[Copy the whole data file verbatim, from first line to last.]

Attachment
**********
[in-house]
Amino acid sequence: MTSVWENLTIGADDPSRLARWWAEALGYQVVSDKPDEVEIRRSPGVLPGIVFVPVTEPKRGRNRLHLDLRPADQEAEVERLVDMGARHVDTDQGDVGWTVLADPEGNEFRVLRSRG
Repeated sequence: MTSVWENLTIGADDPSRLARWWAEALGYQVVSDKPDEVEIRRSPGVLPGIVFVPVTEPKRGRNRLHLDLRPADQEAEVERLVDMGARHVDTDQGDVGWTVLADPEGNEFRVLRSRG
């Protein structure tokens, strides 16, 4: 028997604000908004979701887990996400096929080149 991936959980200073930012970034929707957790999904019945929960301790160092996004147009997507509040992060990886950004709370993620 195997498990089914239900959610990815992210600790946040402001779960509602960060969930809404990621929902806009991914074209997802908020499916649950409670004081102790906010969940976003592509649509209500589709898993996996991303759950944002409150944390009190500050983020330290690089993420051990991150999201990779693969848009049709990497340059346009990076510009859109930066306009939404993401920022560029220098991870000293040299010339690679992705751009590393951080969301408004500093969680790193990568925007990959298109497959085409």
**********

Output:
[in-house]
Amino acid sequence: MTSVWENLTIGADDPSRLARWWAEALGYQVVSDKPDEVEIRRSPGVLPGIVFVPVTEPKRGRNRLHLDLRPADQEAEVERLVDMGARHVDTDQGDVGWTVLADPEGNEFRVLRSRG
Repeated sequence: MTSVWENLTIGADDPSRLARWWAEALGYQVVSDKPDEVEIRRSPGVLPGIVFVPVTEPKRGRNRLHLDLRPADQEAEVERLVDMGARHVDTDQGDVGWTVLADPEGNEFRVLRSRG
């Protein structure tokens, strides 16, 4: 028997604000908004979701887990996400096929080149 991936959980200073930012970034929707957790999904019945929960301790160092996004147009997507509040992060990886950004709370993620 195997498990089914239900959610990815992210600790946040402001779960509602960060969930809404990621929902806009991914074209997802908020499916649950409670004081102790906010969940976003592509649509209500589709898993996996991303759950944002409150944390009190500050983020330290690089993420051990991150999201990779693969848009049709990497340059346009990076510009859109930066306009939404993401920022560029220098991870000293040299010339690679992705751009590393951080969301408004500093969680790193990568925007990959298109497959085409």